The World of Achilles: Ancient Soldiers, Modern Warriors

By Kaplan, Robert D. | The National Interest, Winter 2001 | Go to article overview

The World of Achilles: Ancient Soldiers, Modern Warriors


Kaplan, Robert D., The National Interest


NOTHING IS great, writes Seneca, "which is nor at the same time calm." (1) In contrast to warriors, gladiators, he goes on to say, "are protected by skill but left defenseless by anger."

We should pay attention to Seneca, because the American statesmen of the future will need to control their emotions--for there will be much to be angry about. States and other groups that refuse to play by our rules will constantly be committing outrages. (*) After all, the terrorism that will arise from increased economic disparities, combined with social and cultural dislocation, will enjoy unprecedented access to technological resources. Overreaction to terrorist outrages will exact a terrible price, as technology allows us to more easily reach, and be reached by, the Middle East than ever was the case between the Middle East and Europe for all the centuries gone before. Every diplomatic move will also be a military one, as the artificial separation between civilian and military command structures that has been a feature of contemporary democracies continues to dissolve. We are reverting to the "unified" leaderships that characterized the ancient and early-modern worlds, reflecting what Socrates and Machi avelli recognized as a basic truth of all political systems: whatever the labels those systems claim for themselves, war and diplomacy are two facets of the same process.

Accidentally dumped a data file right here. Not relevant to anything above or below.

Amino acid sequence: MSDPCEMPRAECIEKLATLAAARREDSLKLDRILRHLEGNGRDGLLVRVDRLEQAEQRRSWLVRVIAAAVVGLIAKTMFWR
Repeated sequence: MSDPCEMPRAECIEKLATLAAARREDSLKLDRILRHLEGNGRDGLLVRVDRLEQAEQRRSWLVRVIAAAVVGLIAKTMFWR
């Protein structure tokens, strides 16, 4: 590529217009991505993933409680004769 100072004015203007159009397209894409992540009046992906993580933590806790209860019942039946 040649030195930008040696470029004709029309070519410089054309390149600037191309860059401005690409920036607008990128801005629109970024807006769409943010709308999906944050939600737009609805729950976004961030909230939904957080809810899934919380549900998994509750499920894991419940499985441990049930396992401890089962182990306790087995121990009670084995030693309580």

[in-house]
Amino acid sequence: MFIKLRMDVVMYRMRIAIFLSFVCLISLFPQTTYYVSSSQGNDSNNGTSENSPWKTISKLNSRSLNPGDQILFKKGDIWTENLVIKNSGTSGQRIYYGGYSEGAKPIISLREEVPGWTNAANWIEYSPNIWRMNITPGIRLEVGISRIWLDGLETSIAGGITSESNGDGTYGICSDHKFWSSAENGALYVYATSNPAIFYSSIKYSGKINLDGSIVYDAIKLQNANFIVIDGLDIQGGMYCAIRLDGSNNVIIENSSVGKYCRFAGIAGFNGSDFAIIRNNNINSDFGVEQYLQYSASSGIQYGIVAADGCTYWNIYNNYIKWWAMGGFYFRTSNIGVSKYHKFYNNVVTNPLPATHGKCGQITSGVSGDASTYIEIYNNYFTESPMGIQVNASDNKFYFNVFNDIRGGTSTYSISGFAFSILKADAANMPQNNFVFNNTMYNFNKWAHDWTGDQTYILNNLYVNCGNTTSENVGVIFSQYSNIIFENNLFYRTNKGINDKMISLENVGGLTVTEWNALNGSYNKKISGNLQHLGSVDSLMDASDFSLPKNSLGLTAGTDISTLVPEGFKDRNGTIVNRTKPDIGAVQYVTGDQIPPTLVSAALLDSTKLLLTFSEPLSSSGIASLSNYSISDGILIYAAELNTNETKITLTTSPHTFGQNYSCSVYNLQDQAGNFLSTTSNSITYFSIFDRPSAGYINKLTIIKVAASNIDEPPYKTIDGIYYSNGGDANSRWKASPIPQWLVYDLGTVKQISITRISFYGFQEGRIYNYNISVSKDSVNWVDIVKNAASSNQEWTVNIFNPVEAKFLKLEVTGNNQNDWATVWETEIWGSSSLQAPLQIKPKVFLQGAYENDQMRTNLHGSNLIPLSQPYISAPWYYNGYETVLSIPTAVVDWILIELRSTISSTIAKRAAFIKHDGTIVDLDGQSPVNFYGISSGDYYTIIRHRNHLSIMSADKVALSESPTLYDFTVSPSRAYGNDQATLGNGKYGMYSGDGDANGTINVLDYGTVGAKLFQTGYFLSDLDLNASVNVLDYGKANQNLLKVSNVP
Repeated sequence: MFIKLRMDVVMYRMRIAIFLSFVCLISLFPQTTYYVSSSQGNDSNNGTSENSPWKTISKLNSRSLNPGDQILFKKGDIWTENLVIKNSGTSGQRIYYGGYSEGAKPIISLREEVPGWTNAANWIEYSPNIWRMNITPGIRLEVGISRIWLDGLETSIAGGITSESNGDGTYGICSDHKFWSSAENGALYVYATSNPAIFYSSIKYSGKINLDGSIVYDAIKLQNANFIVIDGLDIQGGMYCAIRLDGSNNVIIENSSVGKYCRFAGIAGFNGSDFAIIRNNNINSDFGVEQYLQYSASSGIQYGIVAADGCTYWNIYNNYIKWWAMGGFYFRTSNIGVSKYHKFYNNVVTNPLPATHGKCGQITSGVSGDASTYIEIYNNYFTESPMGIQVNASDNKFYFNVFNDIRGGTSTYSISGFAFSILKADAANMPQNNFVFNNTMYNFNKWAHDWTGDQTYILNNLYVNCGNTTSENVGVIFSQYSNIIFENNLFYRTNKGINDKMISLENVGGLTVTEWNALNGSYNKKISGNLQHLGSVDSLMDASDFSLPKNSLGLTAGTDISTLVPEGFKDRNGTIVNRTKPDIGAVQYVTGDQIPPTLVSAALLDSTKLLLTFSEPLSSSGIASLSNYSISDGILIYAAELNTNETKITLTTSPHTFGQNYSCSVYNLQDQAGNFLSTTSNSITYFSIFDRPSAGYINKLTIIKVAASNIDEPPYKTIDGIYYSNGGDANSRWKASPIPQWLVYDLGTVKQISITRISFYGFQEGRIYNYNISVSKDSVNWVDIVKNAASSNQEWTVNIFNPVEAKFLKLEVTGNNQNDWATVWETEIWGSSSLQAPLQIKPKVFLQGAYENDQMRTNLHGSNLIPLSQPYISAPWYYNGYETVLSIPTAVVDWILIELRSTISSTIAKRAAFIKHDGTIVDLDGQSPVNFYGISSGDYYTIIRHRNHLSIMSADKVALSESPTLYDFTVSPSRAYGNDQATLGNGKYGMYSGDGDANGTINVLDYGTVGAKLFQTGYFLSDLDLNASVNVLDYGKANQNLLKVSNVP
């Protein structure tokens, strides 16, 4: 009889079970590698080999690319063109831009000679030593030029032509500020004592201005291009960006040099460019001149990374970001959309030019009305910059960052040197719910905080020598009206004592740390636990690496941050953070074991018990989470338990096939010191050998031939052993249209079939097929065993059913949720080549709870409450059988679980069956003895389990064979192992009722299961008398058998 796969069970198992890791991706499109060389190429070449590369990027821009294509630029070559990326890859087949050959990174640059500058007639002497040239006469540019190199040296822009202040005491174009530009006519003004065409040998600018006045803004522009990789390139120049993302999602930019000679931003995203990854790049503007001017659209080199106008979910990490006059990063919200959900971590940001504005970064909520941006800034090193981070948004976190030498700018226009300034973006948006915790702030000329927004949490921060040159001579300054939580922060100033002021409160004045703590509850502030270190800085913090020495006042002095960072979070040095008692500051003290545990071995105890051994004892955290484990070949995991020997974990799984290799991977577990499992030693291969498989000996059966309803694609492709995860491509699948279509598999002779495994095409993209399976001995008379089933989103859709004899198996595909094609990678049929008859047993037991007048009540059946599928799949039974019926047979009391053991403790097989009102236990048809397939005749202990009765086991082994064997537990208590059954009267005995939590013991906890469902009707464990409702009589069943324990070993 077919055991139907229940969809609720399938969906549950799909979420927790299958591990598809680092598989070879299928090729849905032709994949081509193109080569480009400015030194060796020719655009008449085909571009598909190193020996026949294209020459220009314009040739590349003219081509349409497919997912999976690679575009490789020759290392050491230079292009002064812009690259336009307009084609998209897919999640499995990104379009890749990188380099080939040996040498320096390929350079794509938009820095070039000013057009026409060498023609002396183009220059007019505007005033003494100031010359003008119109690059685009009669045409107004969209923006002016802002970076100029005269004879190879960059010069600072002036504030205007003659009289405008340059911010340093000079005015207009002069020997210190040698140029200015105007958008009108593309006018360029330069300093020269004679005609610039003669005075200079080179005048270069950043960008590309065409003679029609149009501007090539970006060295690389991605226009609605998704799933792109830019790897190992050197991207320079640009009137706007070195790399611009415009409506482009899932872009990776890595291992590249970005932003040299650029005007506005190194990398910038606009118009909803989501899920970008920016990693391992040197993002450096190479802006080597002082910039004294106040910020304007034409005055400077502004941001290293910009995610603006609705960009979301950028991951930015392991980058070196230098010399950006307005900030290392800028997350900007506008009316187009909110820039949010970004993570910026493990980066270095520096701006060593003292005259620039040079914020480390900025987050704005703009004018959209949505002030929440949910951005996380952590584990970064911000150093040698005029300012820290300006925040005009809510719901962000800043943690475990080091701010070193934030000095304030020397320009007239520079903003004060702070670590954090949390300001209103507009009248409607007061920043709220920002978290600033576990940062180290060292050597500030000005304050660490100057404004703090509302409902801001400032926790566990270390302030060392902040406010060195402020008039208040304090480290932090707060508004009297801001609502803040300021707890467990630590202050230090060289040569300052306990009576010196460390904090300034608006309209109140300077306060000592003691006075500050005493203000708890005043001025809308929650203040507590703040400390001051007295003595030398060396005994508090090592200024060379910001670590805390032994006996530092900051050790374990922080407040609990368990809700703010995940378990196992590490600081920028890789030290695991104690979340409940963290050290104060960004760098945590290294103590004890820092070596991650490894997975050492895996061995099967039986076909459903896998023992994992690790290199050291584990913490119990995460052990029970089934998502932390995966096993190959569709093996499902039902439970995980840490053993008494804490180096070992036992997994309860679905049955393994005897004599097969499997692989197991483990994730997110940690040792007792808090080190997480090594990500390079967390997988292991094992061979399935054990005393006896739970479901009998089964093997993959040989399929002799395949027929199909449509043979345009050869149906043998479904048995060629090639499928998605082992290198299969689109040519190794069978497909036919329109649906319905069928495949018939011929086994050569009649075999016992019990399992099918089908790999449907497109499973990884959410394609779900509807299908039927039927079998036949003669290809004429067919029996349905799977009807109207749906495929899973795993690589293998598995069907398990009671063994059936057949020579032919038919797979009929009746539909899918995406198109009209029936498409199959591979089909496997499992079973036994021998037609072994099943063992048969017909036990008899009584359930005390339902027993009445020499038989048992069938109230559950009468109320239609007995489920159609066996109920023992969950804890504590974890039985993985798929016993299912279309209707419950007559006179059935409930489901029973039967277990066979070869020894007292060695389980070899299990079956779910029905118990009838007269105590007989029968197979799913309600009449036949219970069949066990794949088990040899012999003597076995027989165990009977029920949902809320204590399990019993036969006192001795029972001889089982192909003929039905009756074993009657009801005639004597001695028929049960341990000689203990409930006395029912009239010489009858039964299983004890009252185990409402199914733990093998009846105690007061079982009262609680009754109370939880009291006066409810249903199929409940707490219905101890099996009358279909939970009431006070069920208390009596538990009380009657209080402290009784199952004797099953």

The split between civilian and military commands emerged only in the 19th century with the professionalization of modern European armies. In part because the Cold War went on for so long, it created a military establishment too vast and well informed to retreat to the margins of policymaking. The chairman of the Joint Chiefs of Staff is now a veritable member of the president's cabinet. The regional U.S. commanders-in-chief in the Middle East, Europe, the Pacific and the Americas are the modern-day equals of Roman proconsuls, with budgets twice those of the Cold War era, even as State Department and other civilian foreign policy budgets have dwindled.

The commingling of military and civilian high-technology systems, which increasingly puts the military at the mercy of civilian experts and vice versa, will magnify this trend. The short, limited wars, special forces operations and rescue missions with which we shall be engaged will go unsanctioned by Congress and the citizenry; so, too, will pre-emptive strikes against the computer networks of our adversaries and other defense-related measures that in many instances will be kept secret from the public. Collaboration between the Pentagon and corporate America is necessary, and will grow. Short of a response to the occasional outrage perpetrated against us, going to war will be less and less a democratic decision.

In an age when it took weeks to mobilize and transport armored divisions across the seas, it was possible for American presidents to consult the people and Congress about doing so. In the future, when combat brigades can be inserted anywhere in the world in 96 hours (and entire divisions in 120 hours), and with the majority of our military actions consisting of lightning air and computer strikes, the decision to use force will be made autocratically by small groups of civilians and general officers, the differences between them fading as time goes on.(2) Already, the difference in knowledge between generals, the most prominent of whom operate almost as politicians, and civilian specialists, who function in effect as military officers, is often insignificant.

Even if international law should continue to grow in significance through trade organizations and human rights tribunals, it will play less of a role in the conduct of war because war will increasingly be unconventional and undeclared, and fought as often within states as between them. The concept of "international law" promulgated by Hugo Grotius in 17th-century Holland, in which all sovereign states are treated as equal and war is justified only in defense of sovereignty, is fundamentally utopian. …

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